London: Tate Britain has temporarily halted the restitution of a seascape by Constable that is thought to have been looted during the Nazi era. This is the first time a UK museum has appealed against a recommendation of the government's Spoliation Advisory Panel. It follows fresh information provided by a reader of The Art Newspaper last year.
A Tate spokeswoman would only say: "New information has come to light on the history of the painting Beaching a Boat, Brighton (1824) by John Constable in the Tate's collection. The Tate trustees have now approached the secretary of state [at the Department of Culture, Media and Sport] to invite the Spoliation Advisory Panel to review the new information."
The picture was donated to the Tate in 1986 by Mrs P.M. Rainsford, who had bought it in good faith in 1962. In March 2014, the panel concluded that the painting had been looted from its Hungarian owner in 1944 and should be restituted to his heirs.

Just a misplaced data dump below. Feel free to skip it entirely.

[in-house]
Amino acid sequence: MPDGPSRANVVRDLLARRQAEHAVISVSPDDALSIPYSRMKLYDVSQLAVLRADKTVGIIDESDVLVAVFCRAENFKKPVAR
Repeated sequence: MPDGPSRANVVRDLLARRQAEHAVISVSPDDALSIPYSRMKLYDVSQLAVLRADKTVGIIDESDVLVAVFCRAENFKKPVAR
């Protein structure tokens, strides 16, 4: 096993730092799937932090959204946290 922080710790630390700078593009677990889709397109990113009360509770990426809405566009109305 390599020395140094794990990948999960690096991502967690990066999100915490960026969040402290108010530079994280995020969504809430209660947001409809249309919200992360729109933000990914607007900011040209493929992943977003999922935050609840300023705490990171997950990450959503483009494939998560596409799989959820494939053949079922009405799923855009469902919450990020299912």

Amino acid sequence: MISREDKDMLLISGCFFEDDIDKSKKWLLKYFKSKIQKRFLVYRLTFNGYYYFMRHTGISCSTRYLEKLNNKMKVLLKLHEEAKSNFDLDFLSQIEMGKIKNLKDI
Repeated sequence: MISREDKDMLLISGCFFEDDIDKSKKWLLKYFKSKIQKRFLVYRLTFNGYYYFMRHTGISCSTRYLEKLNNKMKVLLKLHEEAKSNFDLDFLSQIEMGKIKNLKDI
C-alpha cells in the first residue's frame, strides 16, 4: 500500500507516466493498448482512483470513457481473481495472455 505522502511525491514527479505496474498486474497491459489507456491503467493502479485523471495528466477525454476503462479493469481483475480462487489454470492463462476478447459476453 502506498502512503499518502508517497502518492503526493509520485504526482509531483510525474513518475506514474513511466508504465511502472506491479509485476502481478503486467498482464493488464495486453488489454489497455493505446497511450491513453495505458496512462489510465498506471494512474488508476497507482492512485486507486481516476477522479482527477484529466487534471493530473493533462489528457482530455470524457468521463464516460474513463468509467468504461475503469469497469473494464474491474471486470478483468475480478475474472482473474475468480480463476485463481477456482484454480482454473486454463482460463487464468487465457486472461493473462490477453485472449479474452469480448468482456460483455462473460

We named the Hungarian collector as Baron Ferenc Hatvany. Within days of the decision in May 2014 to deaccession the work, the Tate was contacted by one of our readers, who provided fresh information. As a result, the gallery has temporarily halted the process.
The Tate is unwilling to disclose what new information has emerged, but it does concern the "history" of the painting, probably during the 1940s. The Mail on Sunday has reported the discovery, at Budapest's Museum of Fine Arts, of a Hungarian export certificate from 1946 which appears to record the transfer of the painting to Zurich by Fábri Karola. This suggests that the work remained in Budapest, although it remains unclear how Karola acquired it.
The decision on what happens next lies with the culture department, which is expected to make a decision after the UK general election in May.